Karl Rove, the former senior adviser and deputy chief of staff to President George W. Bush, opined in a Wall Street Journal Op-ed this week that President Barack Obama may have painted himself into a corner as the battle looms over retiring Supreme Court Justice David Souter’s replacement.
“Mr. Obama will pay a price for voting against Mr. [John] Roberts and Samuel Alito after calling them ‘qualified’ and lauding their temperament, humility, excellence, passion for the law, and respect for precedent," Rove wrote.
“Both won confirmation with bipartisan support. By voting against well-qualified conservative nominees, Mr. Obama lost the ability to argue that a well-qualified liberal should be given the benefit of the doubt,” he argued.
Rove also highlighted then-Sen. Obama’s vote to allow a filibuster of Alito, making it at best supremely awkward for President Obama to now insist that his nominee has a right to a full Senate vote.
Combative Republicans will be very mindful of the Obama history as the latest political drama unfolds. Furthermore, as Rove points out, there is also an important procedural item swirling in the mix.
Rule IV of the Senate Judiciary Committee requires that a motion to end debate and bring a nominee to a vote pass with 10 votes in the affirmative, one of which the minority must cast.
“Before last week,” noted Rove, “that Republican was likely to be Arlen Specter, but he’s now a Democrat. Mr. Obama will have to consider if his pick is likely to win over at least one Judiciary Republican.”
Some of those entering the Supreme Court derby early on are: Sonia Sotomayor, judge of the U.S. Court of Appeals for the 2nd Circuit and potentially a history-making first Hispanic on the court; Elena Kaga, solicitor general of the U.S. Justice Department and former dean of Harvard Law School; and Diane Wood, judge of the U. S. Court of Appeals for the 7th Circuit.
Also adding to the Obama dilemma, wrote Rove, is the matter of timing. With just over 100 days in office, there just hasn’t been time to vet the prospects.
This rush to judgment is made all the more significant when cast against the backdrop of five administration nominees already found stained with the ugly blemish of unpaid taxes.
“Mr. Obama knows he has used up any capital that could have purchased forgiveness for such offenses by a Supreme Court nominee,” Rove wrote.
Looking on the Bright Side
Despite the obstacles, Obama has several things working in his favor, Rove wrote.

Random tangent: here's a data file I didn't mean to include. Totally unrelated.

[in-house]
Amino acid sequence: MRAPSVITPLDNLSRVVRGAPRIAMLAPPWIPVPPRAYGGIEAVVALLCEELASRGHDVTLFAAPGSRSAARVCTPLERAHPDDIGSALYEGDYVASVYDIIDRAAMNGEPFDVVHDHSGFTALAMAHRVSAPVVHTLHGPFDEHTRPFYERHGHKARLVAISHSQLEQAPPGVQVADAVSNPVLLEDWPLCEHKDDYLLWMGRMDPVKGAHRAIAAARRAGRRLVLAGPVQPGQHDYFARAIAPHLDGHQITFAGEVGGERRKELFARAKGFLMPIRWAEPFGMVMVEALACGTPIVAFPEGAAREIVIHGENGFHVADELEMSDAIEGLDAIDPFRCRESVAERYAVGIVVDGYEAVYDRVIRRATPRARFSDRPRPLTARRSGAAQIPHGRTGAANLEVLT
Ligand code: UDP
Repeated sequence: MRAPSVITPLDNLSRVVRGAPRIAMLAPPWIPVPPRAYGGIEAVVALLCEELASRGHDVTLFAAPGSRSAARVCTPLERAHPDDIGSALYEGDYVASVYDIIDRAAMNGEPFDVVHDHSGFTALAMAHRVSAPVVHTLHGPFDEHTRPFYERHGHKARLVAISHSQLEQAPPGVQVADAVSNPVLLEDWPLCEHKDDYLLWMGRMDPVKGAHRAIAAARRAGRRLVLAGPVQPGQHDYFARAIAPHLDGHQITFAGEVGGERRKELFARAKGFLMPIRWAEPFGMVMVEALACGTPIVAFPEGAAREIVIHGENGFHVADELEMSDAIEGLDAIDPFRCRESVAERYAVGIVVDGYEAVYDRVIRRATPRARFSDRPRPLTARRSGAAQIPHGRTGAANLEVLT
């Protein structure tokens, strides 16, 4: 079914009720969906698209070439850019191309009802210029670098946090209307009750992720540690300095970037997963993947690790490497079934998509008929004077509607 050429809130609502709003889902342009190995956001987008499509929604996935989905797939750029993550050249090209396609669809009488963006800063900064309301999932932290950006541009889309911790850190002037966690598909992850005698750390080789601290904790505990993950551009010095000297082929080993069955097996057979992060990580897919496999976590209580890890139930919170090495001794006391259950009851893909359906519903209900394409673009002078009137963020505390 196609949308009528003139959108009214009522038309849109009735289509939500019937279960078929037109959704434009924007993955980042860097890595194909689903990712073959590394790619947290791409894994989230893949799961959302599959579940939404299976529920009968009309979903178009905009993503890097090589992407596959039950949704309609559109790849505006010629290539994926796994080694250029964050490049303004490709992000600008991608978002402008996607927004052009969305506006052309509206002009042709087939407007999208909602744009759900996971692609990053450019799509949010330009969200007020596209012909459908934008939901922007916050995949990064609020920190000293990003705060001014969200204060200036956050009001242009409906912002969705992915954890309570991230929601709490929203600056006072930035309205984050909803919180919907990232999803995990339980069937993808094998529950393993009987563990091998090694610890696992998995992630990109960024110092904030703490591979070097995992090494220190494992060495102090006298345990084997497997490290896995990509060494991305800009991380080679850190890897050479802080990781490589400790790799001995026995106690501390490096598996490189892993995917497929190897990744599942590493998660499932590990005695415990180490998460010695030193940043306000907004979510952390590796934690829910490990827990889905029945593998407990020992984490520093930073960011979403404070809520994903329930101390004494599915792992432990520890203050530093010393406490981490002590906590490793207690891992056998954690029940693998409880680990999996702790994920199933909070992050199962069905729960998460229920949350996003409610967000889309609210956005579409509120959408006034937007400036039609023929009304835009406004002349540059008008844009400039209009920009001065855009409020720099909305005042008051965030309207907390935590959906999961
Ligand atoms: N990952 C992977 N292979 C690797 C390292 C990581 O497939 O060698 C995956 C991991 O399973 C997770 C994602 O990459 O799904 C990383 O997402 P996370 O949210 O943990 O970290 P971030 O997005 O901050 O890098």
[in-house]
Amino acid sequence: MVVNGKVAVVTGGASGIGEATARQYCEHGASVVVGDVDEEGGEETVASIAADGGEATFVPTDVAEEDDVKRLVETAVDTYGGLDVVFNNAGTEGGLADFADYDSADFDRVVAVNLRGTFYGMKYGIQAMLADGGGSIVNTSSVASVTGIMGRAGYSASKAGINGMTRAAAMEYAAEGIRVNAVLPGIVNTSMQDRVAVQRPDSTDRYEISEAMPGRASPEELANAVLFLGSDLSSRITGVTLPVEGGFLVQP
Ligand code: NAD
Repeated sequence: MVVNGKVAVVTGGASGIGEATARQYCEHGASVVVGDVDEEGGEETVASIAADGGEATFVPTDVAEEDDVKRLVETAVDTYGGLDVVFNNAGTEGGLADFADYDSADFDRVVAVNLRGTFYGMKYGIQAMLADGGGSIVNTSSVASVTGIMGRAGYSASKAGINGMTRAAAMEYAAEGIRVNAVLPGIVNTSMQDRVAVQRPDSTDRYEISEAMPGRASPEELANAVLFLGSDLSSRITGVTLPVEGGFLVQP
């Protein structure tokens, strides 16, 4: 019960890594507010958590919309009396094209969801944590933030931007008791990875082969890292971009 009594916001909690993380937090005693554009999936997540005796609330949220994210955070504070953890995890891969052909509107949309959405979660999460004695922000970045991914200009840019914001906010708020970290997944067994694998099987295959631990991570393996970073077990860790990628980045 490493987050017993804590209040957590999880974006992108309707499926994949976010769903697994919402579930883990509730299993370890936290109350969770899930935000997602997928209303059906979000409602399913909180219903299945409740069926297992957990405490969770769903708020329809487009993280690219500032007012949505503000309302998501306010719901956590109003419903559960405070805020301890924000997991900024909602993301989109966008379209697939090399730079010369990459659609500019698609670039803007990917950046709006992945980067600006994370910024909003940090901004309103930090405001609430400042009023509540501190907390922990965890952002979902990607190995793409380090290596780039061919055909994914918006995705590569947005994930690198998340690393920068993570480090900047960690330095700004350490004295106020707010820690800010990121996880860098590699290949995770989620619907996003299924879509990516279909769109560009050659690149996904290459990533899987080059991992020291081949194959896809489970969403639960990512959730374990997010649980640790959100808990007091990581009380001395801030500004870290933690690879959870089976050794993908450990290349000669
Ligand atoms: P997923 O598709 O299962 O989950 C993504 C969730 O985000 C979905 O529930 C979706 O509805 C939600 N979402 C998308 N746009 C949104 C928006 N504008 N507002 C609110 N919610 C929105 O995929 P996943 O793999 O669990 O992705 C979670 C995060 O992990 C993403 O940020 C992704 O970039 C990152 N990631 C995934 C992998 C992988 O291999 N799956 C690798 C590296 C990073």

“First, Democrats control the Senate. It helps a great deal to have the Judiciary Committee chairman as an ally,” he noted.
Furthermore, he recalled, Republicans generally do not handle Supreme Court nominees as roughly as do Democrats.
“Consider their treatment of President Bill Clinton’s picks for the high court. Ruth Bader Ginsberg was confirmed by a 96-3 vote in 1993. The following year, Stephen Breyer was confirmed by a vote of 87-9. There were no fireworks at either hearing — and nothing close to what Democrats did to Robert Bork and Clarence Thomas,” Rove reminded.
Then there is the matter of Souter turning out in practice to be reliably liberal. Souter was appointed by former President George H.W. Bush — but the ostensible conservative often voted along liberal lines.
“An Obama nominee is also unlikely to dramatically change the court’s direction,” opined Rove. “A liberal replacing a liberal will smooth the path for most potential nominees.”
Finally, on the positive side of the ledger, there is the simple numbers game. Only 23 of 158 Supreme Court nominees have been rejected or withdrawn — and only 14 when the president’s party controlled the Senate.
‘Empathy,’ ‘Understanding’ – Hogwash
Rove’s primary advice for Republicans is that they should explain their view of the judiciary’s proper role and why Obama’s touted desire that a nominee have “empathy” and “understanding” is an “amorphous basis on which to pick a justice.”
What’s more, opined Rove, what Obama really wants isn’t a justice with “empathy” and “understanding” — he wants a liberal, activist Supreme Court justice.
“Senate Republicans may not be able to stop Mr. Obama’s nominee, but they can explain to the public the party’s reasons for opposing judges who think of themselves as legislators with life tenure,” he concluded.
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